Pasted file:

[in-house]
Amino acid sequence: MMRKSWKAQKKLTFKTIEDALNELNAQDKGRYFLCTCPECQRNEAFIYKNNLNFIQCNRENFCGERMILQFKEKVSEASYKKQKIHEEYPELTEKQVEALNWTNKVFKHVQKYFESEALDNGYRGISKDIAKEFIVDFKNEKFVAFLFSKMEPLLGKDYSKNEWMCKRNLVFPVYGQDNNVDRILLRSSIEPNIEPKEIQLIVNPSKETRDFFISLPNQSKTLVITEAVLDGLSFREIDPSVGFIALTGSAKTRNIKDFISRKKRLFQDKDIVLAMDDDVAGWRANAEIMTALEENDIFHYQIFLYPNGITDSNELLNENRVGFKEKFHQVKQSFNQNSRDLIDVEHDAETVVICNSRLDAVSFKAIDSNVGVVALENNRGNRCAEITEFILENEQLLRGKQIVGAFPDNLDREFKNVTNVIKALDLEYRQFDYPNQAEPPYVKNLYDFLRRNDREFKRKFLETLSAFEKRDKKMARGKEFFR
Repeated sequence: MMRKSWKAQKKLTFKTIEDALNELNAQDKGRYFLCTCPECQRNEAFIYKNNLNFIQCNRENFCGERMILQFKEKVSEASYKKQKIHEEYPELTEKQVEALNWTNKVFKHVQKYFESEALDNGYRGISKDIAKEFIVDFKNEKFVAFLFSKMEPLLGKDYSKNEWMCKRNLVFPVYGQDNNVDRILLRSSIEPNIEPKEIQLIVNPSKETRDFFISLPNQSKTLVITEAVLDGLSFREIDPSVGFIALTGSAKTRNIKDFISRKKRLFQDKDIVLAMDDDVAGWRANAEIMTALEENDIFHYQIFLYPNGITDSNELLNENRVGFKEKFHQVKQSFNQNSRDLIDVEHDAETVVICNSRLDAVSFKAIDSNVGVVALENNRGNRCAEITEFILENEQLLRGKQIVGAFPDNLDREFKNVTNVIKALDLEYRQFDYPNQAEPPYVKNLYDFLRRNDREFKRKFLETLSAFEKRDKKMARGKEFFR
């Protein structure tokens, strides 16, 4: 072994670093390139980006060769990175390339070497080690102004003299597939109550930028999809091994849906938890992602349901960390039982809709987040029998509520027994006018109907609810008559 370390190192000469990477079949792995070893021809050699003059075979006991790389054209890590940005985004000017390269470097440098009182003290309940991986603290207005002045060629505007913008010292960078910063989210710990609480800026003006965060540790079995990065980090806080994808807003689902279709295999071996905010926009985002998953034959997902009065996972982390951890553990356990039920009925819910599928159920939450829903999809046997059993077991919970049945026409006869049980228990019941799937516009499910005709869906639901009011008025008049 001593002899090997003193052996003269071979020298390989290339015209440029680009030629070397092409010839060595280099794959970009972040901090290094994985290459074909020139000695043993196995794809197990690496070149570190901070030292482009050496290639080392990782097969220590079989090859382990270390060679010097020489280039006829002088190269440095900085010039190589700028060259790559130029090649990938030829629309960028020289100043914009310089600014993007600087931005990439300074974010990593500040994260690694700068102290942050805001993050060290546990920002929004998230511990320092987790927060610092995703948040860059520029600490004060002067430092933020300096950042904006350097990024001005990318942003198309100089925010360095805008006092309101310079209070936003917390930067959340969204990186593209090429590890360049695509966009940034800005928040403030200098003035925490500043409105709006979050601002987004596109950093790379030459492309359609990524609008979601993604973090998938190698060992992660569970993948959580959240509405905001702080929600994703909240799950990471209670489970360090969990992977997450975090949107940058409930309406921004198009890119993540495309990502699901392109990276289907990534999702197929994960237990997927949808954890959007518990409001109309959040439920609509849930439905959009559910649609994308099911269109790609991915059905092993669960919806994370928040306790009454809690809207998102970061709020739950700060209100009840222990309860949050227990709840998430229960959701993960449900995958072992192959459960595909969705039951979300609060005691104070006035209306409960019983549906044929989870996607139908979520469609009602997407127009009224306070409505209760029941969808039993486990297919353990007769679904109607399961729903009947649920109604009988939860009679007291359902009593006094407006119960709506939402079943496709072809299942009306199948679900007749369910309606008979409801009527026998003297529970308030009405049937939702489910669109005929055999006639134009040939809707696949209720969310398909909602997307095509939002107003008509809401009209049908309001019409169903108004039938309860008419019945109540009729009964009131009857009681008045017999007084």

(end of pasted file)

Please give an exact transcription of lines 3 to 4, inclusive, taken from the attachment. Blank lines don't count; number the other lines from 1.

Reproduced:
Repeated sequence: MMRKSWKAQKKLTFKTIEDALNELNAQDKGRYFLCTCPECQRNEAFIYKNNLNFIQCNRENFCGERMILQFKEKVSEASYKKQKIHEEYPELTEKQVEALNWTNKVFKHVQKYFESEALDNGYRGISKDIAKEFIVDFKNEKFVAFLFSKMEPLLGKDYSKNEWMCKRNLVFPVYGQDNNVDRILLRSSIEPNIEPKEIQLIVNPSKETRDFFISLPNQSKTLVITEAVLDGLSFREIDPSVGFIALTGSAKTRNIKDFISRKKRLFQDKDIVLAMDDDVAGWRANAEIMTALEENDIFHYQIFLYPNGITDSNELLNENRVGFKEKFHQVKQSFNQNSRDLIDVEHDAETVVICNSRLDAVSFKAIDSNVGVVALENNRGNRCAEITEFILENEQLLRGKQIVGAFPDNLDREFKNVTNVIKALDLEYRQFDYPNQAEPPYVKNLYDFLRRNDREFKRKFLETLSAFEKRDKKMARGKEFFR
């Protein structure tokens, strides 16, 4: 072994670093390139980006060769990175390339070497080690102004003299597939109550930028999809091994849906938890992602349901960390039982809709987040029998509520027994006018109907609810008559 370390190192000469990477079949792995070893021809050699003059075979006991790389054209890590940005985004000017390269470097440098009182003290309940991986603290207005002045060629505007913008010292960078910063989210710990609480800026003006965060540790079995990065980090806080994808807003689902279709295999071996905010926009985002998953034959997902009065996972982390951890553990356990039920009925819910599928159920939450829903999809046997059993077991919970049945026409006869049980228990019941799937516009499910005709869906639901009011008025008049 001593002899090997003193052996003269071979020298390989290339015209440029680009030629070397092409010839060595280099794959970009972040901090290094994985290459074909020139000695043993196995794809197990690496070149570190901070030292482009050496290639080392990782097969220590079989090859382990270390060679010097020489280039006829002088190269440095900085010039190589700028060259790559130029090649990938030829629309960028020289100043914009310089600014993007600087931005990439300074974010990593500040994260690694700068102290942050805001993050060290546990920002929004998230511990320092987790927060610092995703948040860059520029600490004060002067430092933020300096950042904006350097990024001005990318942003198309100089925010360095805008006092309101310079209070936003917390930067959340969204990186593209090429590890360049695509966009940034800005928040403030200098003035925490500043409105709006979050601002987004596109950093790379030459492309359609990524609008979601993604973090998938190698060992992660569970993948959580959240509405905001702080929600994703909240799950990471209670489970360090969990992977997450975090949107940058409930309406921004198009890119993540495309990502699901392109990276289907990534999702197929994960237990997927949808954890959007518990409001109309959040439920609509849930439905959009559910649609994308099911269109790609991915059905092993669960919806994370928040306790009454809690809207998102970061709020739950700060209100009840222990309860949050227990709840998430229960959701993960449900995958072992192959459960595909969705039951979300609060005691104070006035209306409960019983549906044929989870996607139908979520469609009602997407127009009224306070409505209760029941969808039993486990297919353990007769679904109607399961729903009947649920109604009988939860009679007291359902009593006094407006119960709506939402079943496709072809299942009306199948679900007749369910309606008979409801009527026998003297529970308030009405049937939702489910669109005929055999006639134009040939809707696949209720969310398909909602997307095509939002107003008509809401009209049908309001019409169903108004039938309860008419019945109540009729009964009131009857009681008045017999007084």